There are many questions surrounding the city of Venice and it's seemingly miraculous landscape. A floating city, Venice was founded in 421 AD by a group of Celtic people called the Veneti. However, the northeast coast of Italy looked nothing of what it does now and was only marshland and a lagoon in which 124 islands existed. It wasn't until 453 when Attila the Hun invaded Italy, prompting people to flee to the coast where Venice now sits. Over time, the region of Italy continued to be the subject of political - and actual - warfare, with threats from the Franks, the Turks, and even the Black Death, with the hands of those who controlled Venice changing as the years went on. During all of these years, Venice continued to bounce back and eventually flourished during the 19th century as a trading port.
While Venice remains a popular destination for tourists - especially those seeking a romantic getaway - not many know the history behind how, and why, the city came to be. Venice wasn't always the floating city and the process of creating it was done by man, not nature, since turning it into one of the most fascinating cities in the world.
Creating The Canals That Run Through Venice
The process to build Venice was one that was far from simple. There were natural conditions that both hindered and help the building of this great city, much of which was simply luck and coincidence. For starters, two things needed to happen: The first half of the battle was transporting materials since there were no solid trees that grew in the marshlands that once existed in the place of Venice. The second half of the battle was finding materials that were sturdy and stable enough to hold up the city which was, surprisingly, not that tough.
Before any of that could take place, though, canals needed to be dug in order to make way for the city that would sit atop them. It's much easier to imagine digging a canal in today's world with the help of large machinery and mechanical arms to do much of the work but back then, the process was much longer and far more taxing. In order to line the canals once they were hollowed out, builders would add closely-stacked stakes in order to prevent water from coming in or dirt to backslide. These stakes were made from alder wood which is water-resistant and, luckily, there was a layer of hard clay at the bottom of the canals on which it all rested. Atop those sat wooden platforms on which stone was placed and this served as the foundation for the buildings which would eventually make up the city.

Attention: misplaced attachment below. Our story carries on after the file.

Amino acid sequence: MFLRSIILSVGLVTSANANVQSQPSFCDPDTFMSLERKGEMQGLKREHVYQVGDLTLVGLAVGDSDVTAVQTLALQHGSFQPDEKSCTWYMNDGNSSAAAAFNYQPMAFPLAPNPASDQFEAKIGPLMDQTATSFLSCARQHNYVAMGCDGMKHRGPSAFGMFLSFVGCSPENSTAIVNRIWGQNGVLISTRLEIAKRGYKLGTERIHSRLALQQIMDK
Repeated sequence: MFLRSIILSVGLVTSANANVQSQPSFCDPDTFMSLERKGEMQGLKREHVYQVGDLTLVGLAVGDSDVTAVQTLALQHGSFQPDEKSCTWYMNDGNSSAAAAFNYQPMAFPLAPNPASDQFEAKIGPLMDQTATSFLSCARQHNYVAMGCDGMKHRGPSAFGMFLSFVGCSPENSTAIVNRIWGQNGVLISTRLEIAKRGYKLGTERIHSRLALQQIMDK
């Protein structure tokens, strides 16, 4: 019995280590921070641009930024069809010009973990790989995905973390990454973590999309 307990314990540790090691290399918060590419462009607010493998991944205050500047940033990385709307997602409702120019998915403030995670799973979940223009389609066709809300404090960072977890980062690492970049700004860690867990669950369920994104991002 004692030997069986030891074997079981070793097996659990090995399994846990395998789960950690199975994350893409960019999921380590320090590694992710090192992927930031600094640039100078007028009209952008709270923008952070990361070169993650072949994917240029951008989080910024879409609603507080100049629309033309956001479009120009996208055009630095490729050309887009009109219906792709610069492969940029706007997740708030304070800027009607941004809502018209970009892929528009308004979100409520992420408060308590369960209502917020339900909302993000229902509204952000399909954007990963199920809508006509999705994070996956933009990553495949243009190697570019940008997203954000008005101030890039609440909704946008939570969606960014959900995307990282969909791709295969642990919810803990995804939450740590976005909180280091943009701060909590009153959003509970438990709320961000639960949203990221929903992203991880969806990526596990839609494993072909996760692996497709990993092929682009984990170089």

In order to get all of these materials to the soon to be Venice, however, wood needed to be imported via boat from Montenegro, Croatia, and Slovenia. The incredible thing about the foundation on which Venice sits on is that while wood normally rots - especially when exposed to water - but even the water in Venice was conducive to its building. The saltwater prohibits microorganisms from growing but also allows salt and additional minerals to harden the wood further, making it nearly as strong as stone.
Are All The Canals The Same Depth?
While it can be a challenge to decipher exactly how deep those trenches are while drifting by on a gondola, there's truly no exact answer for this. Many would assume that the canals in Venice are fairly shallow since an entire city sits atop them but this is simply not the case. Rather, every canal varies in its depth depending on location and condition, and can't all be measured with one yardstick.
Most of the canals in Venice measure no more than six and a half feet deep, but there are others that do exceed that. In fact, the Grand Canal is more than twice as deep as the others, measuring to a depth of just over 16 feet deep. It's expected that this waterway would be deeper due to its increased traffic and the fact that it's a main route, not unlike the Canale della Giudecca, which serves as a separation channel between Venice and the mainland, and reaches a depth of 30 to 55 feet.
Of course, these depths are also subject to change with the tides (as much of the world saw with the recent flooding in Venice) and also change according to the season and time of year. Annual maintenance on the canals has an effect as well, thus altering the water levels depending on the area of the work being done.